The Last War Trail: The Utes and the Settlement of Colorado; by Robert Emmitt; University of Colorado Press; 2000; 357 pages; $24.95
History is often written by the victors of war, and thus the American Indians probably have not been well-served when it comes to historical accounts. But this book, which is being re-published, tells about the Ute tribe's resettlement to Utah about 130 years ago.
Robert Emmitt, who died in 1984, was an Ohio native who spent a great deal of time on the Ute Reservation in White Rocks, Uintah County, learning the Ute language while researching this in-depth book. He was a newspaper and university press editor and also visited the White River country of Colorado, where a battle that led to the tribe's resettlement took place.
This book was originally published in 1954 and was nominated for a Pulitzer Prize. This time around, it contains rare new photographs, illustrations, a new introduction and an afterword that helps put history into perspective.
The Utes, one of the nation's most peaceful Indian tribes, were essentially pushed out of 12 million acres — one-third of Colorado — because of misunderstandings and misdealings that led to a battle where 11 white settlers and 13 U.S. soldiers were killed. The Utes were trying to defend their land and families.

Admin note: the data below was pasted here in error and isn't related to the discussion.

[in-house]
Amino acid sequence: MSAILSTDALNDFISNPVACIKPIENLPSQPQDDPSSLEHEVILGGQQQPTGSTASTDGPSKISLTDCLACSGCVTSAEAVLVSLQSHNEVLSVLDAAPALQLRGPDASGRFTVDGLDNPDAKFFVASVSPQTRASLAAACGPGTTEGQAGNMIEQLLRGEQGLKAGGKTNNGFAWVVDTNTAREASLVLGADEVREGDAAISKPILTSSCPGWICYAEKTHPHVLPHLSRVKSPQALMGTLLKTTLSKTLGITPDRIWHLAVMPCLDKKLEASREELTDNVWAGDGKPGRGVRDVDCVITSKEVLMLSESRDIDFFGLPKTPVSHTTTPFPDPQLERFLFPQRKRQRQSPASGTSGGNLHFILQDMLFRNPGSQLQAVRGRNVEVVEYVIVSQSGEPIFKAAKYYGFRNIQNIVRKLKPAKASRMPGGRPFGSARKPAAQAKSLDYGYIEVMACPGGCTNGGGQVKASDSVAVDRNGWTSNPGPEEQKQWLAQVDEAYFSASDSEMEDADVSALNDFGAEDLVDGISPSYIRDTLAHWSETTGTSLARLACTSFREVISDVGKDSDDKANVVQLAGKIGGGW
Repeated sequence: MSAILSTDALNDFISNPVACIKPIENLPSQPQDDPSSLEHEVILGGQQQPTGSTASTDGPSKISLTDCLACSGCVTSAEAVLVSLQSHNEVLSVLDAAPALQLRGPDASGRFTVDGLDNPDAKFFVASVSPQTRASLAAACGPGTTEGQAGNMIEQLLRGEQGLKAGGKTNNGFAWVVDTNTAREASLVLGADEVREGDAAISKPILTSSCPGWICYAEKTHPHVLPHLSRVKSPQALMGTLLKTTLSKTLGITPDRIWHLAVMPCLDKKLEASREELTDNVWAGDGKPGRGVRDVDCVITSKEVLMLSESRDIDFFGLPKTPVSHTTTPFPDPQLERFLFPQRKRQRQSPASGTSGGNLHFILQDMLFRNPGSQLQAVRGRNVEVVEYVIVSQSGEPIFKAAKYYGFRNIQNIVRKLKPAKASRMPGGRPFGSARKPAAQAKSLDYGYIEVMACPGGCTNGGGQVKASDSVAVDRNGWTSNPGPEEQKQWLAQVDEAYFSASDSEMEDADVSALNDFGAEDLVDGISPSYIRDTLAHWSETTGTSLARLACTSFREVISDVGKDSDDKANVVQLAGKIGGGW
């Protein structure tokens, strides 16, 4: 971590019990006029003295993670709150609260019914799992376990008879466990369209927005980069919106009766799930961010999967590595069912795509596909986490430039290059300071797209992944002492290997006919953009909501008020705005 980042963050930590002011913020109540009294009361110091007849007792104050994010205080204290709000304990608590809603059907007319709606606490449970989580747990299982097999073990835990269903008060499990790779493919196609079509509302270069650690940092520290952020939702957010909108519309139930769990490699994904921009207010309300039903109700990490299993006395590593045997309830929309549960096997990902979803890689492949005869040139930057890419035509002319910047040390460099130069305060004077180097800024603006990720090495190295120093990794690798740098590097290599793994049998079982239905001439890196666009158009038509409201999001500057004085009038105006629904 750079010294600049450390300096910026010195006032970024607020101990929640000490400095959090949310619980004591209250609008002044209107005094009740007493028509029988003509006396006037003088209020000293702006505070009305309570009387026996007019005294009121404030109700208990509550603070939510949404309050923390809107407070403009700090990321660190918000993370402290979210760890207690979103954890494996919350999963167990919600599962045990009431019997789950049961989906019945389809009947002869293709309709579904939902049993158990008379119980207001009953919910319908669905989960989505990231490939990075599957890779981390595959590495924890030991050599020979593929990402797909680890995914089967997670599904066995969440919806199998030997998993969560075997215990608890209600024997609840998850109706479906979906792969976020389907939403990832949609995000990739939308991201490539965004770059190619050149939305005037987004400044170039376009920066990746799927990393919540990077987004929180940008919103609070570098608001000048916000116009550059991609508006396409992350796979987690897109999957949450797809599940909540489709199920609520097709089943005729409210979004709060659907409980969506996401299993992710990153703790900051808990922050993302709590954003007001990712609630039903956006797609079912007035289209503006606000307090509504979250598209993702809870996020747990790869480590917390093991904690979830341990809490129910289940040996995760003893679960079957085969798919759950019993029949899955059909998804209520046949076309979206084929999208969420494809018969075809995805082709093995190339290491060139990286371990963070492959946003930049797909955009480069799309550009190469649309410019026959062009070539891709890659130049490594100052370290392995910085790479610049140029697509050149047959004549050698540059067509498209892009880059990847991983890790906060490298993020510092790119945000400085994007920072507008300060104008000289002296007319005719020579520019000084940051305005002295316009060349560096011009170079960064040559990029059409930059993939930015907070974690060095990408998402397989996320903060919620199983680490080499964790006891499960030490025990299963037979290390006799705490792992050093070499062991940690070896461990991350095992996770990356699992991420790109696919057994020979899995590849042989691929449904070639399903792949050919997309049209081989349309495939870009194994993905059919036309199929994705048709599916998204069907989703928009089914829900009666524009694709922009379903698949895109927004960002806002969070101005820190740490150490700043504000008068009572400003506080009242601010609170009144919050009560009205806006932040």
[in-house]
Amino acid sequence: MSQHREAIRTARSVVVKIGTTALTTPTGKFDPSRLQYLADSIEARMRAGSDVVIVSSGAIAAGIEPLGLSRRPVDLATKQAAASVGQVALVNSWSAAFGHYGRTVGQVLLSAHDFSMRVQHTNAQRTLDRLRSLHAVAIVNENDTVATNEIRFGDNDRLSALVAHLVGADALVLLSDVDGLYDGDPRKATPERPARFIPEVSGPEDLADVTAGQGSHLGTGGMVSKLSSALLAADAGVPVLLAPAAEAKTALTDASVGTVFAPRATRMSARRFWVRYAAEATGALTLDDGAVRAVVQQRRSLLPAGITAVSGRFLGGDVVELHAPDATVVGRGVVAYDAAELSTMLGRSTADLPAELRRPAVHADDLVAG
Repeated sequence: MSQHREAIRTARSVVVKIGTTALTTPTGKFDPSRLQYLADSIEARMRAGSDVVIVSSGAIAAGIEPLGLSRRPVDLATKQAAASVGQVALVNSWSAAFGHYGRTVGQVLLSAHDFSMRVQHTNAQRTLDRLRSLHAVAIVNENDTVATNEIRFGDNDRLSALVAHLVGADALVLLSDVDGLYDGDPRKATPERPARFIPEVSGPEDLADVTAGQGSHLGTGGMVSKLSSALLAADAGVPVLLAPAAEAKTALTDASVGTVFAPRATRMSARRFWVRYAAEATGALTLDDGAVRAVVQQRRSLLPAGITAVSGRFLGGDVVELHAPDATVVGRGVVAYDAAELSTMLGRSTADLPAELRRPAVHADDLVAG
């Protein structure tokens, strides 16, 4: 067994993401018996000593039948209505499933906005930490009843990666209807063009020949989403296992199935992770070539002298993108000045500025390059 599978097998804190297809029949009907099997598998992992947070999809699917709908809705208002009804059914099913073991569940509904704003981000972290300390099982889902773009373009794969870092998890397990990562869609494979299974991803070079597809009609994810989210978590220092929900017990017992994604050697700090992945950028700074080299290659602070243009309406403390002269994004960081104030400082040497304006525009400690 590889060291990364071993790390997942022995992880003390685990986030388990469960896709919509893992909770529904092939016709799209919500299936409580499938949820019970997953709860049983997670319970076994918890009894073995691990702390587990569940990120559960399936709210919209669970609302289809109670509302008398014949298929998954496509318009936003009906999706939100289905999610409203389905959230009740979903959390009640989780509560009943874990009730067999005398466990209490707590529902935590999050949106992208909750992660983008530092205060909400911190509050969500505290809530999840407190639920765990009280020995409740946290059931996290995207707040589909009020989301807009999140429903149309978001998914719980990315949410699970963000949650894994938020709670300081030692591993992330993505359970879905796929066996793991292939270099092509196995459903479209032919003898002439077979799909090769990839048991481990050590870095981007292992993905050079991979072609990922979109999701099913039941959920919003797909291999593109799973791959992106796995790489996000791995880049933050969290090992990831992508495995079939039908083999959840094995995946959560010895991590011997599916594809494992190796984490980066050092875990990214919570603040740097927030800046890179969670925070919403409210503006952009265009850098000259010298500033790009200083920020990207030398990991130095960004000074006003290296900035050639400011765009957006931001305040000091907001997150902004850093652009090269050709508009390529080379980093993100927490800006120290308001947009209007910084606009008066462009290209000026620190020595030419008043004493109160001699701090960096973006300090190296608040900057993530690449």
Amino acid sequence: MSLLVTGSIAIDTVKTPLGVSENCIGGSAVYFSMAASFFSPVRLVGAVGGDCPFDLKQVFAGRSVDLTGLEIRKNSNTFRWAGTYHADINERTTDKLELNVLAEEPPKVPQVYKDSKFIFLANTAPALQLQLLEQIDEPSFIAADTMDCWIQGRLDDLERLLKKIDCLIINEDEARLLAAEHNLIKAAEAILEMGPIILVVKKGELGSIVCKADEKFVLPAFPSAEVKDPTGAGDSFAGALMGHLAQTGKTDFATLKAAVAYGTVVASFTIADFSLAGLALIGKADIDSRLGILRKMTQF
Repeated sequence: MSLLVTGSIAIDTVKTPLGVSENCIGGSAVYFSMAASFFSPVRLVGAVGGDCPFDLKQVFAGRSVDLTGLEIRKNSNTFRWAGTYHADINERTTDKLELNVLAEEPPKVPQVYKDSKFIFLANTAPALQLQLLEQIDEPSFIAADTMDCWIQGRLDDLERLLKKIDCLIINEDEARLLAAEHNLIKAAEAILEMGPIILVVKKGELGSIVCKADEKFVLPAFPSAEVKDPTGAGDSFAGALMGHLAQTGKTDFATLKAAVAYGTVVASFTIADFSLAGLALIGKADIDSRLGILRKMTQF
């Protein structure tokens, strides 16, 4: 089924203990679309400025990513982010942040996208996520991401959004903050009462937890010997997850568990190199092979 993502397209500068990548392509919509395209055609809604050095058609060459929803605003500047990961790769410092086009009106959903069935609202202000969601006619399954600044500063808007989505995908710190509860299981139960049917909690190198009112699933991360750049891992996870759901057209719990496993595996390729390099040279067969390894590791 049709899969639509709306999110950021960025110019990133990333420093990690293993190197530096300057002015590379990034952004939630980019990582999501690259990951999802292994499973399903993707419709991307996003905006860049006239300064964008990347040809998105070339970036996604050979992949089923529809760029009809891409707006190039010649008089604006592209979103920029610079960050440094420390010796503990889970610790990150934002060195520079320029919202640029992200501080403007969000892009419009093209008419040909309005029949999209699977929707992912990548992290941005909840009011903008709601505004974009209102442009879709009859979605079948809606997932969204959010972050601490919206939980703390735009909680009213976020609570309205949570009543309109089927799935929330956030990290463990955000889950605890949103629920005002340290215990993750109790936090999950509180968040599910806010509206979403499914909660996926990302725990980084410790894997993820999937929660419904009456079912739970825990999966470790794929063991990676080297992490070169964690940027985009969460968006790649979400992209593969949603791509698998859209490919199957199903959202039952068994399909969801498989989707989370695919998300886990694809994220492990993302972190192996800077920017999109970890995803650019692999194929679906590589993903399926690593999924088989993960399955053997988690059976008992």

Emmitt interviews several people, including Saponise Cuch, chief of the White River Utes, who recounted the story during a 1948 interview: "I am an old man now, and I am the only one left who remembers this. I have known that someone would come to tell this story; now you will write it, as I have told you."
Emmitt uses some exact old Ute pronunciation of English to tell their story. For example, it's not verbally expressed as "here" for many Utes, but rather "dere."
Space won't permit a good retelling of the historical events here, but the book contains some significant Utah ties, too. "Captain Jack," a key leader of the Utes, was raised for some years by a Mormon family in Utah and is believed to have even been baptized (though no records verify this) before he returned to his homeland.
The book's new afterword, by Charles Wilkinson, is complimentary of Brigham Young and his gentle influence in making settlements in the West.
Overall, this is a lengthy and thorough book that uses very small print. It's probably too comprehensive for most people but is a side of the story that needs telling to help balance history. The introduction and afterword make a good "Reader's Digest"-type summary of the book for those who don't have the time to read the entire work.